It can be difficult to talk about Laibach without getting bogged down in their contexts and subtexts. After all, they are one of very few bands to whom the cliché ‘They’re more than just a band’ can truly be applied. They were formed in 1980 and became the musical arm of the Neue Slowenische Kunst (New Slovenian Art) collective, a group so radical that it would go on to found its own country – albeit one without a territory (though the lack of territory is surely part of the point) – even issuing passports and opening embassies.
The music they make has been lumped in with industrial and EBM, but it can’t be described simply on those terms. Yes, at times they sound a bit like Rammstein (or more correctly, Rammstein sound a bit like Laibach, who have described Rammstein as “Laibach for adolescents”) with Milan Fras’ guttural vocals cutting through the heavy synth-centred sound. They’ve also been described as Wagnerian and martial, and these epithets continue to apply. The latter tone can be heard in the whistle and drum tattoo of The Whistleblowers, the song that opens this album.
Spectre finds Laibach in typically polemical mode as they present their take on the current state of the world. In Americana, “Do it with a feeling” is Fras’ direction for how the proposed revolution should be enacted, but his voice feels rather flat. Could this be a case of “Do as I say, not as I do”, and if so is this simply a laconic rallying cry or a comment on systems of control?
Eurovision imagines the break-up of Europe. “Europe is falling apart” is the refrain, but it’s the title that’s most provocative. It’s hard to imagine any European country actually entering a song like this into the Eurovision Song Contest, but just imagine if one of them actually did. Again, Fras is flat and detached, but the rousing bass-driven music more than compensates.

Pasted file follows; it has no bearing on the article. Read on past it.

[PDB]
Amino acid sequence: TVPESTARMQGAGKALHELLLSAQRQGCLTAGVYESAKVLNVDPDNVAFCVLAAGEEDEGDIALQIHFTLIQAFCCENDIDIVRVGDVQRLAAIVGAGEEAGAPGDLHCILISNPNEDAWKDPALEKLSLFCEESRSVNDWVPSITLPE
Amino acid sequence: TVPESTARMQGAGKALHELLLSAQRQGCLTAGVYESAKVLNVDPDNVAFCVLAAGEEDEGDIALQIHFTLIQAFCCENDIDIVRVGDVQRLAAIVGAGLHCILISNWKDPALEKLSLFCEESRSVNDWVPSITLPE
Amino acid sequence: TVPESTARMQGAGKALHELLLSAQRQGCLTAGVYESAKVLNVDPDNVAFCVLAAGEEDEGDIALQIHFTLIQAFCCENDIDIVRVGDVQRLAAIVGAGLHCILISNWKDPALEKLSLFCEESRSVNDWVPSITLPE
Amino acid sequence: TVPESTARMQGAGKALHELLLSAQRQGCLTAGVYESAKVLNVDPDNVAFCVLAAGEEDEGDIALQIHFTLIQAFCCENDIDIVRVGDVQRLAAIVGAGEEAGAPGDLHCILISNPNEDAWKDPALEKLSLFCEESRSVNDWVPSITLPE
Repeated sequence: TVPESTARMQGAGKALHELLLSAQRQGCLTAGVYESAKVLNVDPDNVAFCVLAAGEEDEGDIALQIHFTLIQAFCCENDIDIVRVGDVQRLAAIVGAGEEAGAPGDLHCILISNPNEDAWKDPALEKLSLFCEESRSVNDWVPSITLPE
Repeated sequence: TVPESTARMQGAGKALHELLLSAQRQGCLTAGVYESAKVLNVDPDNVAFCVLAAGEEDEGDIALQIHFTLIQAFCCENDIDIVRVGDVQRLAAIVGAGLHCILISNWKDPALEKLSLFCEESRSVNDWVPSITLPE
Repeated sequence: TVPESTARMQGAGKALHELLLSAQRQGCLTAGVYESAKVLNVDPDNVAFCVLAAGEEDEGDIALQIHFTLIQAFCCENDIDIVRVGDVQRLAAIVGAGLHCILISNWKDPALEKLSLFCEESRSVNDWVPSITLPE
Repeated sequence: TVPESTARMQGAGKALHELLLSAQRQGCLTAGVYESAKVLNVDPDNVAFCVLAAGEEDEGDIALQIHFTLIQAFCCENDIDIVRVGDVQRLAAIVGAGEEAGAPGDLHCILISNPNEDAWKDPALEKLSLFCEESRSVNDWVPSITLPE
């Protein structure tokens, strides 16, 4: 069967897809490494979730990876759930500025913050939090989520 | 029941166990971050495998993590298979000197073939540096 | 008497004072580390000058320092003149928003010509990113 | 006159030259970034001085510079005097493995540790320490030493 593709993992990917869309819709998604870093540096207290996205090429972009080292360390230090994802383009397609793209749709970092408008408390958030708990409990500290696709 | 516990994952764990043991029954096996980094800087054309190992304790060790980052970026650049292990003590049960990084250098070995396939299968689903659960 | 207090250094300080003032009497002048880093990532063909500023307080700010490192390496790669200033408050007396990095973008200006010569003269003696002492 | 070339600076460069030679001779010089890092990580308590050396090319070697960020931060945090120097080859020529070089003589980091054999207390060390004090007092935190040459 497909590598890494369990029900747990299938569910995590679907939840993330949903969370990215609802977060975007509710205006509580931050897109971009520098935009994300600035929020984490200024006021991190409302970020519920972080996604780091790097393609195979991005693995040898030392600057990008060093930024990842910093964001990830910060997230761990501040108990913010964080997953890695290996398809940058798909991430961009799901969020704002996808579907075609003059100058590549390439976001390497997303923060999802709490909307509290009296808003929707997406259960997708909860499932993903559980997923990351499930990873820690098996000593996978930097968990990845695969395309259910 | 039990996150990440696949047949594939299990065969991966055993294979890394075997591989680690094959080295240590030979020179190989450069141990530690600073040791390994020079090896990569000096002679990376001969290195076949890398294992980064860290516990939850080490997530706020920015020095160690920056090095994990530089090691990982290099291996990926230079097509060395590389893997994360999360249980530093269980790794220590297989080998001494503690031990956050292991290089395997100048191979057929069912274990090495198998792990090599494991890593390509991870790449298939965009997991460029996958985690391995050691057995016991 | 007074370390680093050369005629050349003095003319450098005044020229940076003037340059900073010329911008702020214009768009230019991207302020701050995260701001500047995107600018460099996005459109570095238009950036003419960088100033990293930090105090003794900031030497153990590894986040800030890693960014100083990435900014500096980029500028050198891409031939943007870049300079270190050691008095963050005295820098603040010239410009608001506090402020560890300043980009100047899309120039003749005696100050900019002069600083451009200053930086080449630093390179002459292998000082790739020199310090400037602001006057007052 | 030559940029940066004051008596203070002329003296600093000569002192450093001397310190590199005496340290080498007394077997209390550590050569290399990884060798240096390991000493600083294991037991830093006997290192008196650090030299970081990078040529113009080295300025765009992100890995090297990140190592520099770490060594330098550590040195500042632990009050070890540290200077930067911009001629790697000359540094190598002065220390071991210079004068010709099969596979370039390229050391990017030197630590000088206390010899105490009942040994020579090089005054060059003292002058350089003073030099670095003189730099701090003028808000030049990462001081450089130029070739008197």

Resistance Is Futile is the most dramatic track, and here Fras sings with greater feeling and power. “Resistance is futile and you will be assimilated – with blitzkrieg,” he bellows. Sometimes Laibach sound genuinely terrifying, and this is one such moment. The vocals are robotic, impossible to argue with; and the music rises to cacophonous crescendos, before falling away into something that sounds like the noises of a devastated landscape. But with Laibach fear is never clear-cut. They have been perceived as fascist, communist, neo-Nazi; in fact they oppose all kinds of authoritarianism. But darkly humorous forays into the territories of their antagonists are just a part of their tactics.
Outspoken Marxist philosopher Slavoj Žižek famously said of Laibach that their work is relevant to a world in which “Cynicism is today’s prevailing mode of ideology.” He went on to add that “The only way to be really subversive […] is precisely to take the system more seriously than it takes itself seriously, and I think that this is maybe one of the keys to Laibach’s strategy.”
At times, Spectre does feel very much like a serious album, but the tone occasionally seems inconsistent. Many of the tracks included here are songs about revolution and changing the world, but would anyone actually use this music as revolutionary ammunition? They’re not exactly protest songs; they’re too abstract and cold to be described as such, but they are songs about protest. There are sweeter moments too, such as optimistic closing track Koran, and love song We Are Millions And Millions Are One, but in the context of the rest of the album it’s difficult to take them all that seriously. Perhaps the fact of the matter is that Laibach take protest more seriously than protest takes itself.